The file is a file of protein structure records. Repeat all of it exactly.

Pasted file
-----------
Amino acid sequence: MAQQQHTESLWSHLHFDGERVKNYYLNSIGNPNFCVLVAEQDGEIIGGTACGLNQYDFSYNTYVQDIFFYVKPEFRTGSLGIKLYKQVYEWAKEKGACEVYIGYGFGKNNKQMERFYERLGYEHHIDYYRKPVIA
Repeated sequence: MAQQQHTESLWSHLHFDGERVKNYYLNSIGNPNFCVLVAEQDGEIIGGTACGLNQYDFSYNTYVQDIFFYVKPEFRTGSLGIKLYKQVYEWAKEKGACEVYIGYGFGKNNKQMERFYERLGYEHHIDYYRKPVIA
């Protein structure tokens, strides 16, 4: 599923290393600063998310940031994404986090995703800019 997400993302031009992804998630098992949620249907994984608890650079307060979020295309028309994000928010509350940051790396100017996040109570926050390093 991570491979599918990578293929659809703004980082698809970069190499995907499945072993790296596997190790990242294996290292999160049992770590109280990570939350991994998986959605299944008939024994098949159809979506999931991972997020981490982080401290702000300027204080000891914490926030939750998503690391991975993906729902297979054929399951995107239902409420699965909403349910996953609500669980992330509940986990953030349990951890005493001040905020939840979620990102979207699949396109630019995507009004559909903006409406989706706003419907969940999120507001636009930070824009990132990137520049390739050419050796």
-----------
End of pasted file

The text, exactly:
Amino acid sequence: MAQQQHTESLWSHLHFDGERVKNYYLNSIGNPNFCVLVAEQDGEIIGGTACGLNQYDFSYNTYVQDIFFYVKPEFRTGSLGIKLYKQVYEWAKEKGACEVYIGYGFGKNNKQMERFYERLGYEHHIDYYRKPVIA
Repeated sequence: MAQQQHTESLWSHLHFDGERVKNYYLNSIGNPNFCVLVAEQDGEIIGGTACGLNQYDFSYNTYVQDIFFYVKPEFRTGSLGIKLYKQVYEWAKEKGACEVYIGYGFGKNNKQMERFYERLGYEHHIDYYRKPVIA
């Protein structure tokens, strides 16, 4: 599923290393600063998310940031994404986090995703800019 997400993302031009992804998630098992949620249907994984608890650079307060979020295309028309994000928010509350940051790396100017996040109570926050390093 991570491979599918990578293929659809703004980082698809970069190499995907499945072993790296596997190790990242294996290292999160049992770590109280990570939350991994998986959605299944008939024994098949159809979506999931991972997020981490982080401290702000300027204080000891914490926030939750998503690391991975993906729902297979054929399951995107239902409420699965909403349910996953609500669980992330509940986990953030349990951890005493001040905020939840979620990102979207699949396109630019995507009004559909903006409406989706706003419907969940999120507001636009930070824009990132990137520049390739050419050796």